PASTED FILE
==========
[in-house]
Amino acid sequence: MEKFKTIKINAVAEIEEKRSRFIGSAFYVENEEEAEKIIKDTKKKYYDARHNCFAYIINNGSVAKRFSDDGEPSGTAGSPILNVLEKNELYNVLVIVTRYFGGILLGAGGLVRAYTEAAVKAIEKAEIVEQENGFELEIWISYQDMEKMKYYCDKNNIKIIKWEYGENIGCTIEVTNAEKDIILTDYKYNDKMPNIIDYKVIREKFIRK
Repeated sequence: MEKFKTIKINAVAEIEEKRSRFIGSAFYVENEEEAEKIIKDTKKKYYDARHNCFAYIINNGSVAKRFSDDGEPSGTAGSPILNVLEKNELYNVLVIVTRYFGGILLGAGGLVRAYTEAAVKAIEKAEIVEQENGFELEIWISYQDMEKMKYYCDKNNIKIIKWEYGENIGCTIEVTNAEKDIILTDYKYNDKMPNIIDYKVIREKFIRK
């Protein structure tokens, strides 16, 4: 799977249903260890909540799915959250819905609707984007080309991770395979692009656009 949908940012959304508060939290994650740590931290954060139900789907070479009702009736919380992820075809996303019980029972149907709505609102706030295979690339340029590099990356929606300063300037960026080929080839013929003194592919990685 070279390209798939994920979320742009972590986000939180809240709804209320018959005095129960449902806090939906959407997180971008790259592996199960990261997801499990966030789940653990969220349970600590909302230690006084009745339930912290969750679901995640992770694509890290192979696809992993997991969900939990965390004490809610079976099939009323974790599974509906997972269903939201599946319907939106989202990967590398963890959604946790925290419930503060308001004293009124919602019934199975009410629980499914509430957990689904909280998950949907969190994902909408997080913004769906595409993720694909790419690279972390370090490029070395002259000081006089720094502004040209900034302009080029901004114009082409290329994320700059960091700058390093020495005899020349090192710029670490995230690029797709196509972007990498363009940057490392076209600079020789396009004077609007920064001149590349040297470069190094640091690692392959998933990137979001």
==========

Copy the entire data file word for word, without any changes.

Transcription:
[in-house]
Amino acid sequence: MEKFKTIKINAVAEIEEKRSRFIGSAFYVENEEEAEKIIKDTKKKYYDARHNCFAYIINNGSVAKRFSDDGEPSGTAGSPILNVLEKNELYNVLVIVTRYFGGILLGAGGLVRAYTEAAVKAIEKAEIVEQENGFELEIWISYQDMEKMKYYCDKNNIKIIKWEYGENIGCTIEVTNAEKDIILTDYKYNDKMPNIIDYKVIREKFIRK
Repeated sequence: MEKFKTIKINAVAEIEEKRSRFIGSAFYVENEEEAEKIIKDTKKKYYDARHNCFAYIINNGSVAKRFSDDGEPSGTAGSPILNVLEKNELYNVLVIVTRYFGGILLGAGGLVRAYTEAAVKAIEKAEIVEQENGFELEIWISYQDMEKMKYYCDKNNIKIIKWEYGENIGCTIEVTNAEKDIILTDYKYNDKMPNIIDYKVIREKFIRK
């Protein structure tokens, strides 16, 4: 799977249903260890909540799915959250819905609707984007080309991770395979692009656009 949908940012959304508060939290994650740590931290954060139900789907070479009702009736919380992820075809996303019980029972149907709505609102706030295979690339340029590099990356929606300063300037960026080929080839013929003194592919990685 070279390209798939994920979320742009972590986000939180809240709804209320018959005095129960449902806090939906959407997180971008790259592996199960990261997801499990966030789940653990969220349970600590909302230690006084009745339930912290969750679901995640992770694509890290192979696809992993997991969900939990965390004490809610079976099939009323974790599974509906997972269903939201599946319907939106989202990967590398963890959604946790925290419930503060308001004293009124919602019934199975009410629980499914509430957990689904909280998950949907969190994902909408997080913004769906595409993720694909790419690279972390370090490029070395002259000081006089720094502004040209900034302009080029901004114009082409290329994320700059960091700058390093020495005899020349090192710029670490995230690029797709196509972007990498363009940057490392076209600079020789396009004077609007920064001149590349040297470069190094640091690692392959998933990137979001």